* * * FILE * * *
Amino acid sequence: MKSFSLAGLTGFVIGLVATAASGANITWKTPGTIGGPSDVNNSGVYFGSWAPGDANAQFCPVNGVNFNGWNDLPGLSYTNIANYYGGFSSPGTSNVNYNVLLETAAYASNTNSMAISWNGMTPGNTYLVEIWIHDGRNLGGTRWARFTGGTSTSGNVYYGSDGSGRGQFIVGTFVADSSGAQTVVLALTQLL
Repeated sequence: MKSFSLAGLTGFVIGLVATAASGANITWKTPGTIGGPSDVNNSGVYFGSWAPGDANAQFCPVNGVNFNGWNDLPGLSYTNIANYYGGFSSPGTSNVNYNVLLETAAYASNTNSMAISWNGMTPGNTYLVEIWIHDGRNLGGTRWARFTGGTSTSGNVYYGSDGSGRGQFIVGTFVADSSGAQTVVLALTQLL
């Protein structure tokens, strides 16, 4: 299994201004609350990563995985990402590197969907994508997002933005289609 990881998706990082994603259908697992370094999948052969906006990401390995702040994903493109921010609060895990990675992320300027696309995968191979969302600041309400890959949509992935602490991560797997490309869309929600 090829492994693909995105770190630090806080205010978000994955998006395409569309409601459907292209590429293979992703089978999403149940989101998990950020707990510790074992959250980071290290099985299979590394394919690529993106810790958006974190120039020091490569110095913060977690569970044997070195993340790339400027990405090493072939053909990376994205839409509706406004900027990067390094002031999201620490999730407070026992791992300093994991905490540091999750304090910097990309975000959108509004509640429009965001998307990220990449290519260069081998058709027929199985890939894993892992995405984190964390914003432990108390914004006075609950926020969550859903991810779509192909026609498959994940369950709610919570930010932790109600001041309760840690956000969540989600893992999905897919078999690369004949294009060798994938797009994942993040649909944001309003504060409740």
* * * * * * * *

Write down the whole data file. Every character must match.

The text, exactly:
Amino acid sequence: MKSFSLAGLTGFVIGLVATAASGANITWKTPGTIGGPSDVNNSGVYFGSWAPGDANAQFCPVNGVNFNGWNDLPGLSYTNIANYYGGFSSPGTSNVNYNVLLETAAYASNTNSMAISWNGMTPGNTYLVEIWIHDGRNLGGTRWARFTGGTSTSGNVYYGSDGSGRGQFIVGTFVADSSGAQTVVLALTQLL
Repeated sequence: MKSFSLAGLTGFVIGLVATAASGANITWKTPGTIGGPSDVNNSGVYFGSWAPGDANAQFCPVNGVNFNGWNDLPGLSYTNIANYYGGFSSPGTSNVNYNVLLETAAYASNTNSMAISWNGMTPGNTYLVEIWIHDGRNLGGTRWARFTGGTSTSGNVYYGSDGSGRGQFIVGTFVADSSGAQTVVLALTQLL
């Protein structure tokens, strides 16, 4: 299994201004609350990563995985990402590197969907994508997002933005289609 990881998706990082994603259908697992370094999948052969906006990401390995702040994903493109921010609060895990990675992320300027696309995968191979969302600041309400890959949509992935602490991560797997490309869309929600 090829492994693909995105770190630090806080205010978000994955998006395409569309409601459907292209590429293979992703089978999403149940989101998990950020707990510790074992959250980071290290099985299979590394394919690529993106810790958006974190120039020091490569110095913060977690569970044997070195993340790339400027990405090493072939053909990376994205839409509706406004900027990067390094002031999201620490999730407070026992791992300093994991905490540091999750304090910097990309975000959108509004509640429009965001998307990220990449290519260069081998058709027929199985890939894993892992995405984190964390914003432990108390914004006075609950926020969550859903991810779509192909026609498959994940369950709610919570930010932790109600001041309760840690956000969540989600893992999905897919078999690369004949294009060798994938797009994942993040649909944001309003504060409740």